L.A. Times critic shocked that “The Searchers” author Glenn Frankel said back in 2008 that it was his favorite movie.
What Up Hollywood says: Well Duh! Why would the author, or anyone, spend years writing a book about a film he didn’t like?
The thing that you notice about the L.A. Times these days is that when it comes to a “book review”, the so-called “reviewer” can never just give the public an overview of the book, the story line, the writing, the illustrations, how the author handles the subject matter, the strengths and weaknesses, if any. Instead the “reviewers” all have to become “critics”. Big time intellectual blowhards. Forget informing the public about the book, now it’s an exercise in finding something, somewhere to carp about, often something that has little to do with the book at hand. Maybe it’s the editors. Maybe they think that if they say too many “nice” things that it will look too much like a promo, and god forbid, we can’t have that. The stuffy noses of the elites who run that rag might start twitching and dripping. Bankruptcy didn’t teach them anything about being in touch with their fellow angelenos. Their noses just went up a couple notches.
So is it any really big surprise to read the Times slam-fest of author Glenn Frankel? Times self-styled critic David Kipen had to dig deep for stupid things to say. For a starter, he goes way back to some piece that Frankel had written in 2008 in the Washington Post, where he “lays his cards on the table” and says that “The Searchers” is his favorite movie. Wow, is that shocking, or what? Millions of folks who have seen the film just might agree with him.
But the drivel goes on. Kipen makes a big deal out of a couple of Frankel’s quotes. One had to do with the story’s real-life hero, James Parker, who went on the quest to find his niece. He quotes author Frankel as saying that the “real story (Parker) was telling was about himself.” Yes, that’s true, because he was the one tracking down his niece, nothing wrong with saying that. Then the Times blasts Frankel for saying that Alan LeMay, the writer who had turned the original story into a novel, also had used it to tell the story about himself. Yes, many times authors will weave their own life experiences into a story. So what? According to “critic” Kipen, Frankel therefore “pounds (the) point right into the ground.” Huh? For making a couple of accurate observations, that’s “pounding” the point?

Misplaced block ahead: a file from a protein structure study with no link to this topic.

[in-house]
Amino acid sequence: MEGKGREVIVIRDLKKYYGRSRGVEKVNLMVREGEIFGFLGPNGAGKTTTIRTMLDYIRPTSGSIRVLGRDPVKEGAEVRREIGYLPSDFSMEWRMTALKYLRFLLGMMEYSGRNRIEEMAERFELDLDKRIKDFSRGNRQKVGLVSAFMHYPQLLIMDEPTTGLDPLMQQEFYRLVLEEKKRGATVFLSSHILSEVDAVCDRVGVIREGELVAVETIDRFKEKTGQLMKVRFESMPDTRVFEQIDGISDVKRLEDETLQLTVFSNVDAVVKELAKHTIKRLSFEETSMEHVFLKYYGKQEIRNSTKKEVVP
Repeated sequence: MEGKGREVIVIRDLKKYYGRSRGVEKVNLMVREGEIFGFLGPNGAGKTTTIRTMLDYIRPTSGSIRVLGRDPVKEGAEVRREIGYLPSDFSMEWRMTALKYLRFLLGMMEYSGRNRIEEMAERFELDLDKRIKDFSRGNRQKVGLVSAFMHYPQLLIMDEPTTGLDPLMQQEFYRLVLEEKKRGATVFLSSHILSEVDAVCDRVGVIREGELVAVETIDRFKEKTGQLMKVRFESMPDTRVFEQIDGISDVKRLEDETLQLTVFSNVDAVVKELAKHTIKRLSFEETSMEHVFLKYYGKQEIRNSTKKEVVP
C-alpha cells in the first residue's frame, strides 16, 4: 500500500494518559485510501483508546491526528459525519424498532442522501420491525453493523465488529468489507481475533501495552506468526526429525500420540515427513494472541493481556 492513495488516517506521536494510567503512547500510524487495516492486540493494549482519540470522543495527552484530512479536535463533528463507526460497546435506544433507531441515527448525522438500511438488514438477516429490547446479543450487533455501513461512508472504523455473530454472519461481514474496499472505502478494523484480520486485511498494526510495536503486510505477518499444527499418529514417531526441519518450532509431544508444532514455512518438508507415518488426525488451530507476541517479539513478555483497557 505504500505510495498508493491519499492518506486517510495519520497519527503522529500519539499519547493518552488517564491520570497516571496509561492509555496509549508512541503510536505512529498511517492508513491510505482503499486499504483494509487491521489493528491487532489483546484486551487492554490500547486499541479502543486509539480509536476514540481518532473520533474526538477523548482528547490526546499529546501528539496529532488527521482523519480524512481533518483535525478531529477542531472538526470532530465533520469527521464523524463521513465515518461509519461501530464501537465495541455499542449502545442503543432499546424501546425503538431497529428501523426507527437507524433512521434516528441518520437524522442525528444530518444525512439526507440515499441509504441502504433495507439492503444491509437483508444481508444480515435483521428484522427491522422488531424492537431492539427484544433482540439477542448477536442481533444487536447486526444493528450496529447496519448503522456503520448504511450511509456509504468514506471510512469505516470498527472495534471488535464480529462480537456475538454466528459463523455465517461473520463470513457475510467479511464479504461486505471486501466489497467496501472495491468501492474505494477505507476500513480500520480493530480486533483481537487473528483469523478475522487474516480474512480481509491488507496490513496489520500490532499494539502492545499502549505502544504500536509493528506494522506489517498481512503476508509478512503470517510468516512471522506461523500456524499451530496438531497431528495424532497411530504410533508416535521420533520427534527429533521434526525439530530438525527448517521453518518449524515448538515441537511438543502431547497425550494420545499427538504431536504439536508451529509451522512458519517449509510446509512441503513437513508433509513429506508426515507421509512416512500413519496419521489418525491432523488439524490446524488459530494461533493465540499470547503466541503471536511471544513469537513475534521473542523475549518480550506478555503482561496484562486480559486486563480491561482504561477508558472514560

It gets better, because Kipen himself does the same thing in his Times article. In his frenzy to “prove” that author Frankel is not a good “critic”, he repeats that point not twice, but three times in his short “review”. He says (1) Frankel “trips up only when he tries too hard to play the film critic.” Then (2) Frankel “may be a great journalist, but a fine critic he’s not.” And finally (3) “Frankel’s book…charts an uneasy equilibrium, in this case between iffy film criticism and impeccable reportage.” Our question is: was Kipen angrily spitting on his keyboard just thinking that author Frankel might be doing a little film criticism? After all, that’s what his book is about, a film and how it evolved from a true life event into a larger than life movie, one of the greatest westerns ever made. His job as an author would be to critique the mistakes made along the path, be it by the original hero Parker, the novelist LeMay, the director Ford, or any of the actors.
For “critic” Kipen, this is just too much. He is in his little L.A. Times sandbox, and the way he is sqwalking he is in fear that another “critic” will invade his turf and toss him out. We suggest that next time Mr. Kipen writes a “book review” that he concentrate on the book itself, and leave all the ridiculous baggage on the train platform, not in the article. Of course, it’s possible that the L.A. Times editors wouldn’t publish anything that didn’t look like real, big-time, “intellectual” criticism, even if it has scant relevance to the subject.
Author Glenn Frankel (Pictured on right) will be at Book Soup on Sunday, March 10, and down in Santa Monica at the Aero Theater at 6:30 on Monday, March 11th.